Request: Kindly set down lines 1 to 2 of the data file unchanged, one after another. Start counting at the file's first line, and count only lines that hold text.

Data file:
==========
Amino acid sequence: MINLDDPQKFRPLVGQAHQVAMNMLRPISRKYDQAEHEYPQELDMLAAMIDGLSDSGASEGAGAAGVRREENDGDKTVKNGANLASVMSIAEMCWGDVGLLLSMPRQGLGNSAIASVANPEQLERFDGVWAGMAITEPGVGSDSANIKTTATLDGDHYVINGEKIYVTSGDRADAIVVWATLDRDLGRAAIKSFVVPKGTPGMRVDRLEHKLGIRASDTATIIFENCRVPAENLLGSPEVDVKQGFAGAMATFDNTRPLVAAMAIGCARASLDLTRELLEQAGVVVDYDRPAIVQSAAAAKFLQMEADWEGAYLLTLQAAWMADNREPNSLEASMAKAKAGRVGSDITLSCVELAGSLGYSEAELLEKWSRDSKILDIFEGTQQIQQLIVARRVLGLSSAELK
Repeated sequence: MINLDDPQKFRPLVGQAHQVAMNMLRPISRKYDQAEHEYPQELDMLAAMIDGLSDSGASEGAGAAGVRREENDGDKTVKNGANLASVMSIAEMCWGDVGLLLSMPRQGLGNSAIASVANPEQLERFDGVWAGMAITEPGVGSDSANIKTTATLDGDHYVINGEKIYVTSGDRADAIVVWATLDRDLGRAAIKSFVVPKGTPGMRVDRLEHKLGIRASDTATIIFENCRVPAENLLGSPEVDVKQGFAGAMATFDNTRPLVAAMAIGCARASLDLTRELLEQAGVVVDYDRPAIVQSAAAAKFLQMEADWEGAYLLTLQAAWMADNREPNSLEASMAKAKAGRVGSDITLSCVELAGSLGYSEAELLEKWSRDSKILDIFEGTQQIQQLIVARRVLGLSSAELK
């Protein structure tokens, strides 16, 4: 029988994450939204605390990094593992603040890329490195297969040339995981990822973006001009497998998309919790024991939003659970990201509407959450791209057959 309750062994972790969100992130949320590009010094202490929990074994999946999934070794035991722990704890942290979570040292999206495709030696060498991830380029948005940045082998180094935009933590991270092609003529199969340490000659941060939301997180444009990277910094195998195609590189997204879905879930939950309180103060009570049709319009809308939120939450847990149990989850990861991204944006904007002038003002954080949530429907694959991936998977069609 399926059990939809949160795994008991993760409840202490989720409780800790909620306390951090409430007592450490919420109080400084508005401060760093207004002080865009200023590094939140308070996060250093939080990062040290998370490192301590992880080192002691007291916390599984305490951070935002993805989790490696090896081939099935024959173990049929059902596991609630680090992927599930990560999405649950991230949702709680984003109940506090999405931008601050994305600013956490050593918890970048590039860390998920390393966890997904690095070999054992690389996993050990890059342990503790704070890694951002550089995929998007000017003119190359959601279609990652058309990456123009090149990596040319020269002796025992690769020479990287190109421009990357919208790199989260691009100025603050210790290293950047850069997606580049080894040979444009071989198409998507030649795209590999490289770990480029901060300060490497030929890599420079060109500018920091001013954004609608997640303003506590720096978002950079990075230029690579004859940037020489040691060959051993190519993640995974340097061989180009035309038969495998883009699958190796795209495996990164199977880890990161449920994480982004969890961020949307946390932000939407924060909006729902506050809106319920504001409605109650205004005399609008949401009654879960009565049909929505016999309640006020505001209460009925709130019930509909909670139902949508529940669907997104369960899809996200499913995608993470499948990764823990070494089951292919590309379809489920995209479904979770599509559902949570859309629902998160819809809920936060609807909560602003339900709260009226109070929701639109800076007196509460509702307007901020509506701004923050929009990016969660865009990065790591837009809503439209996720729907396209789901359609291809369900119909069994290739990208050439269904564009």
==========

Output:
Amino acid sequence: MINLDDPQKFRPLVGQAHQVAMNMLRPISRKYDQAEHEYPQELDMLAAMIDGLSDSGASEGAGAAGVRREENDGDKTVKNGANLASVMSIAEMCWGDVGLLLSMPRQGLGNSAIASVANPEQLERFDGVWAGMAITEPGVGSDSANIKTTATLDGDHYVINGEKIYVTSGDRADAIVVWATLDRDLGRAAIKSFVVPKGTPGMRVDRLEHKLGIRASDTATIIFENCRVPAENLLGSPEVDVKQGFAGAMATFDNTRPLVAAMAIGCARASLDLTRELLEQAGVVVDYDRPAIVQSAAAAKFLQMEADWEGAYLLTLQAAWMADNREPNSLEASMAKAKAGRVGSDITLSCVELAGSLGYSEAELLEKWSRDSKILDIFEGTQQIQQLIVARRVLGLSSAELK
Repeated sequence: MINLDDPQKFRPLVGQAHQVAMNMLRPISRKYDQAEHEYPQELDMLAAMIDGLSDSGASEGAGAAGVRREENDGDKTVKNGANLASVMSIAEMCWGDVGLLLSMPRQGLGNSAIASVANPEQLERFDGVWAGMAITEPGVGSDSANIKTTATLDGDHYVINGEKIYVTSGDRADAIVVWATLDRDLGRAAIKSFVVPKGTPGMRVDRLEHKLGIRASDTATIIFENCRVPAENLLGSPEVDVKQGFAGAMATFDNTRPLVAAMAIGCARASLDLTRELLEQAGVVVDYDRPAIVQSAAAAKFLQMEADWEGAYLLTLQAAWMADNREPNSLEASMAKAKAGRVGSDITLSCVELAGSLGYSEAELLEKWSRDSKILDIFEGTQQIQQLIVARRVLGLSSAELK